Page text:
Tuesday, July 10, 2007

What did you do in the war, Daddy?

I DON’T DO MEMES as a rule, so please don’t take this as an invitation to tag me. I’m making an exception for my friend Ttony, because this one seemed for a variety of reasons to be asking the right questions at just the right time. I trust there are no blood-curdling penalties for breaking the chain.

1. How did you start blogging?
I don’t think blogging is what I do here, strictly speaking: hardly any of the posts are timely and only the most obvious ones relate to current events. I certainly don’t log my quotidien doings or thoughts, or respond to whatever rouses my interest from day to day. I prefer in addition to keep myself at a certain distance, because (a) I’m not a naturally gregarious man and (b) I don’t do interesting or unusual things (I start a new job on Monday, so that might very well change). Hermeneutic of Continuity or The Lion & the Cardinal are very different examples of real blogs, by busy men, engaged in exacting and challenging work. Anyway, I started because I found I could: I registered a blogger identity in order to comment on other blogs (I’d been commenting before I even realised that “blogs” is what they were). I used to hang out on a couple of forums, but got bored with the name-calling, cheerleading and party-lining.

2. What do you hope to achieve or accomplish with your blog? Have you been successful?
I wanted to do a “brain dump” on some of the things I’d been mentally refining and revising over the years, to the point at which I thought they might make a useful contribution. Debates on forums had to some extent helped me to develop them, without providing a suitable medium for bringing them together. In other words, I had a load of stuff lying around on my hard drive which, I flattered myself, might make interesting reading as stand-alone pieces. At least, I wanted to see if they’d stand up to a reading by people far better qualified to write on these matters than myself. I used the term “peer review” somewhere, but that’s pretentious and inaccurate. It wasn’t the assessment of my peers I was looking for, but of my betters – and of priests in particular. Was I successful? Well, I did the brain dump, most of it during November and December of last year, and the response was very gratifying from several points of view.

3. Has the focus of your blog changed since you started blogging? How?
Yes, and it will probably change again, after 7.7.7. The war is over, and I’m not interested in arguing about the liturgy any more (other than at a purely practical or local level). Most of the “brain dump” stuff has, to my intense joy, become obsolete overnight. There’s no point in looking for different ways of saying the same things now. The unnatural posture of the lay Traditionalist liturgical autodidact can be relaxed now, though I suspect a limp and a number of reflexive spasms will persist, after a quarter century in the trenches. I’d love The Undercroft to be more like Glory to God for All Things – but then, I wish its author was more like Fr. Stephen Freeman. The Letters to a Fundamentalist Friend begun in March are probably an indication of where I’d like to take it, avoiding the trap of apologetics, which I have grown to loathe.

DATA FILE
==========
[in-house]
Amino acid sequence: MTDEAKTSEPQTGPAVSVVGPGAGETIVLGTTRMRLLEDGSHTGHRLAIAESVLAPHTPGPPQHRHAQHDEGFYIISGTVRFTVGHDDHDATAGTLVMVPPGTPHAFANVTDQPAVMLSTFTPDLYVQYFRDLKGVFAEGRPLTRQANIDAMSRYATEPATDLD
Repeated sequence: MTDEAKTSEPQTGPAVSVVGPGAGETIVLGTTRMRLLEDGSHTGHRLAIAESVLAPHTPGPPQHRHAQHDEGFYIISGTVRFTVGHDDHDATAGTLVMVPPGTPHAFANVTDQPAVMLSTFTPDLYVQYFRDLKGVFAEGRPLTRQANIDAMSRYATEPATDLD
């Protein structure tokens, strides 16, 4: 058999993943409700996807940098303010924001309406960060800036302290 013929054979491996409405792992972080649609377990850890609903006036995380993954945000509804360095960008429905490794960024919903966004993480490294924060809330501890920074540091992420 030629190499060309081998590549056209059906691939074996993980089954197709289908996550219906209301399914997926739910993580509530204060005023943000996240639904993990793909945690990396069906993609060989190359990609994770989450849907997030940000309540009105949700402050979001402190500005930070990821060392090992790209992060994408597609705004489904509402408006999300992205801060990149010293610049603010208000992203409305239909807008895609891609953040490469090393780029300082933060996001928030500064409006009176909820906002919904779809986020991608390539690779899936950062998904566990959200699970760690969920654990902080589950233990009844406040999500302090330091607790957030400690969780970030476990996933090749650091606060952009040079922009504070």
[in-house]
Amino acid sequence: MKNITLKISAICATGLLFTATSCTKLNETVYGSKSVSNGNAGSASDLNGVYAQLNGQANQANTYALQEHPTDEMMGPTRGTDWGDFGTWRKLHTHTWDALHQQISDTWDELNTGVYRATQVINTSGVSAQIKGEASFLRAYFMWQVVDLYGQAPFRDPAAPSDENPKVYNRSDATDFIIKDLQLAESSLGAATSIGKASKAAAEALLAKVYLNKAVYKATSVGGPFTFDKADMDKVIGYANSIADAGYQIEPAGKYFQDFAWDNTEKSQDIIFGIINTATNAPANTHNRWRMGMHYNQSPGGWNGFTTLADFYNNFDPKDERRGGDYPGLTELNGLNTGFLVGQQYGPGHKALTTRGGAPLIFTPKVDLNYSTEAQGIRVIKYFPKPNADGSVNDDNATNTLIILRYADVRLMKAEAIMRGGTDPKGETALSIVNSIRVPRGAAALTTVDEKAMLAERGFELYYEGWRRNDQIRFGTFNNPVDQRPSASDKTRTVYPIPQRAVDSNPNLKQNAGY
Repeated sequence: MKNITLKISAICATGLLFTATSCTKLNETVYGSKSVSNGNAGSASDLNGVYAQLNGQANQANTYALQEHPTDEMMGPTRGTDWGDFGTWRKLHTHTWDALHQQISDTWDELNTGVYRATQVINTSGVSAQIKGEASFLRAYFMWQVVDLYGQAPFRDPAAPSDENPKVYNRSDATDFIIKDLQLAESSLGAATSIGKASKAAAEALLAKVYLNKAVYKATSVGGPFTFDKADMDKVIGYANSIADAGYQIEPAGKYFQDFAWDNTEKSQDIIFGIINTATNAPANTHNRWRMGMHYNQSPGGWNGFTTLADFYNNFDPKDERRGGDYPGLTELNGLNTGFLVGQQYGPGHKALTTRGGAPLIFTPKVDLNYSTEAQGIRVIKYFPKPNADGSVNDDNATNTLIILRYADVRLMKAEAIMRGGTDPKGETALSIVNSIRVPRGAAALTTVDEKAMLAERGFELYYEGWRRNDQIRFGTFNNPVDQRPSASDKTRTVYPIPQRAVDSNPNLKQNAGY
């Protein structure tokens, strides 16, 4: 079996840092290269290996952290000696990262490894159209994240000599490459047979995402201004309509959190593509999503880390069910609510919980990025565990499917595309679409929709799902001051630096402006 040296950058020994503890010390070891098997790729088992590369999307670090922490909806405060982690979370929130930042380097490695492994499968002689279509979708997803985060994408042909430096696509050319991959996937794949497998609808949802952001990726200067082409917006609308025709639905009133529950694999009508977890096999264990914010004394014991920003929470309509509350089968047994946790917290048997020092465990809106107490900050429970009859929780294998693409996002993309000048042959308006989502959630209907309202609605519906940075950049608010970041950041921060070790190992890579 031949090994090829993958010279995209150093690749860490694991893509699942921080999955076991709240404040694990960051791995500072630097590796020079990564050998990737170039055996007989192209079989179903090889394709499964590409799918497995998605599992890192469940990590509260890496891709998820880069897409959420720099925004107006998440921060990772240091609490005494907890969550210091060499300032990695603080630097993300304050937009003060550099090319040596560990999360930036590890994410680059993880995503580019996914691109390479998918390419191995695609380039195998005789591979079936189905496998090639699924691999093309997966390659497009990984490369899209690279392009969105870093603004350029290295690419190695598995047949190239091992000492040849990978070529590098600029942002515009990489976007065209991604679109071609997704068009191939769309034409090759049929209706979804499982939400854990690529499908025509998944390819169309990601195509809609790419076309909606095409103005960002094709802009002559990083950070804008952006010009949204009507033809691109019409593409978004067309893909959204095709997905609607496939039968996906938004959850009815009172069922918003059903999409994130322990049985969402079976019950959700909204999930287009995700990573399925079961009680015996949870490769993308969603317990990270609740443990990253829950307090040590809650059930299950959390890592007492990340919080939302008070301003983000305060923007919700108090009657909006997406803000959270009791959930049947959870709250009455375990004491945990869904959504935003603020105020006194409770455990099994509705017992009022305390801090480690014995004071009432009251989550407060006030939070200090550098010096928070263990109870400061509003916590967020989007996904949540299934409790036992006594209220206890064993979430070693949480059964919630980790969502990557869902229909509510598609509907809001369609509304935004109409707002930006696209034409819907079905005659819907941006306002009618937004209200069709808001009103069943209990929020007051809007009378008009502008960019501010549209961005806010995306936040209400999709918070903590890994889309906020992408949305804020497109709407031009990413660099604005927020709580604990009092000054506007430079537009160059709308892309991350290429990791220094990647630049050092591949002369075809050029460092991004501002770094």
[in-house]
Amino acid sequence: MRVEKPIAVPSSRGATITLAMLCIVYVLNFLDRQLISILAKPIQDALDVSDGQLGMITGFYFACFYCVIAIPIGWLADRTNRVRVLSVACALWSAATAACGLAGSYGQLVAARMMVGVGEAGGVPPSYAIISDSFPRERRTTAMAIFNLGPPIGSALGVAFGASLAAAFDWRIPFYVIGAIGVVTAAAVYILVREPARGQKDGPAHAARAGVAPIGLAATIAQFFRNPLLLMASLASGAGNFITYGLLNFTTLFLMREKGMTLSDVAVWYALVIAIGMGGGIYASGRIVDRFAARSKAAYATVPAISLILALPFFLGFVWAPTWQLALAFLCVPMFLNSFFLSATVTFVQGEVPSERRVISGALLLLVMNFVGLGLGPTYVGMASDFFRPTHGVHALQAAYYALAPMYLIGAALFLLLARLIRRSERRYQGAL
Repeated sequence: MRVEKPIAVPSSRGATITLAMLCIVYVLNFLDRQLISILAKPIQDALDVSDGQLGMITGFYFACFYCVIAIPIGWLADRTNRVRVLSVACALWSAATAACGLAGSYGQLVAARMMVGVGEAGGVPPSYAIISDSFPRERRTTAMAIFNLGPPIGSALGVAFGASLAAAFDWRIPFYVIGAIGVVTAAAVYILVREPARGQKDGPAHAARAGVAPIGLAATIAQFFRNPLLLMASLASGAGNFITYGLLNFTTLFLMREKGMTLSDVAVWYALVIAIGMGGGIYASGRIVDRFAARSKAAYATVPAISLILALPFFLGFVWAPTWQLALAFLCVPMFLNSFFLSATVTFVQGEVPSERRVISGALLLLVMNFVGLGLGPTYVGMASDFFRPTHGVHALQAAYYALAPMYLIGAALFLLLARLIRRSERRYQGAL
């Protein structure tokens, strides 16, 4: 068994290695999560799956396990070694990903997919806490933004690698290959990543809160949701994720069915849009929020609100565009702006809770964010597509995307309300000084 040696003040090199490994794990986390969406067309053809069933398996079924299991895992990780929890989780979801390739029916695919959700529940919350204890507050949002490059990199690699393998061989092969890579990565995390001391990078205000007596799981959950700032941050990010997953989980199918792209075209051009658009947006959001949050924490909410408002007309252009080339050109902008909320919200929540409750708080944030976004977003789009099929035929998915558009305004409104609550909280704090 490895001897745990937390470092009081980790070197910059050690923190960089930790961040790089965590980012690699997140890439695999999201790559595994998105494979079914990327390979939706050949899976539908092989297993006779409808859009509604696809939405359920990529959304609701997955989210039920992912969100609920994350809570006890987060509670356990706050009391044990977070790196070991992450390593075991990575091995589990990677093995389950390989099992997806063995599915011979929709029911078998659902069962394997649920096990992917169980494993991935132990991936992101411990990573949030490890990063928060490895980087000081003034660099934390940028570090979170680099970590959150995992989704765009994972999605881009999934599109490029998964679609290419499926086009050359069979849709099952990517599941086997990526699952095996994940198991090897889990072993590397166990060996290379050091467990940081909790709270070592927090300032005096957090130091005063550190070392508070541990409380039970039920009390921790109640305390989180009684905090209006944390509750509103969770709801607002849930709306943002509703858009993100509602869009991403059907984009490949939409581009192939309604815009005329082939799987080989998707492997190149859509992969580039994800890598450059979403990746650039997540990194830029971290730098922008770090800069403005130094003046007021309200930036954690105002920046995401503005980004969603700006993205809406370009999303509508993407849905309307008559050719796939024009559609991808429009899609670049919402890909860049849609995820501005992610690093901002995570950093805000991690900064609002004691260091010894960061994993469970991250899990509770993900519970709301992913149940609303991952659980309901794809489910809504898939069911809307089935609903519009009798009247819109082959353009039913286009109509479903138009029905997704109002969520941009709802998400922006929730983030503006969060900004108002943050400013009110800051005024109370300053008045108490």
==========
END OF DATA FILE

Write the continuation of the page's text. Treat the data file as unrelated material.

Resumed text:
4. What do you know now that you wish you'd known when you started?
That my hard drive and motherboard would die last week, taking down quite a lot of stored-up, unedited stuff. Oh, well…

5. Does your immediate or extended family know about your blog? If so, do they read it? If not, why?
They know about it. Do they read it? No. Sometimes I drag my wife bodily to the screen and she finds something nice to say (usually about the pictures).

6. What advice would give to a new blogger?
Well, I’m still a fairly new blogger myself, but I suppose I’d say:

- make a bit of an effort with the composition. You don’t have to be Joseph Conrad, but if people are going to do you the honour of spending five minutes looking at your stuff, the least you can do is offer them something decently constructed, properly proofread, and easy on the eye. Arturo's a good example - even when he's lobbing a brick through your window, he does it with style. Don’t post for the sake of it, and don’t pad. If you’re blogging on religious matters consider your responsibilities before God and your downright unworthiness and incompetence to be holding forth about holy things. Be kind, constructive and don’t get personal or snide. Maintain your independence. Don’t tag me for memes.


White Stone Name Seeker said...

The easy on the eye and good to read bit is something I am working on. Because I blog between 'life' with kids, home ed, housework etc interrupting I think it can get a bit bitty-so I try to keep things in draft until I can read them properly. Hence I am late with everything. lol.

I noticed you said you don't like apologetics. Can I ask why?
As a revert I have learned at lot from apologists such as Jimmy Akin etc.
I have seen it get nasty of course-is that what you mean?

God bless

John said...

This word "meme"!
I still don't really know what it means.
Perhaps that's the problem with age!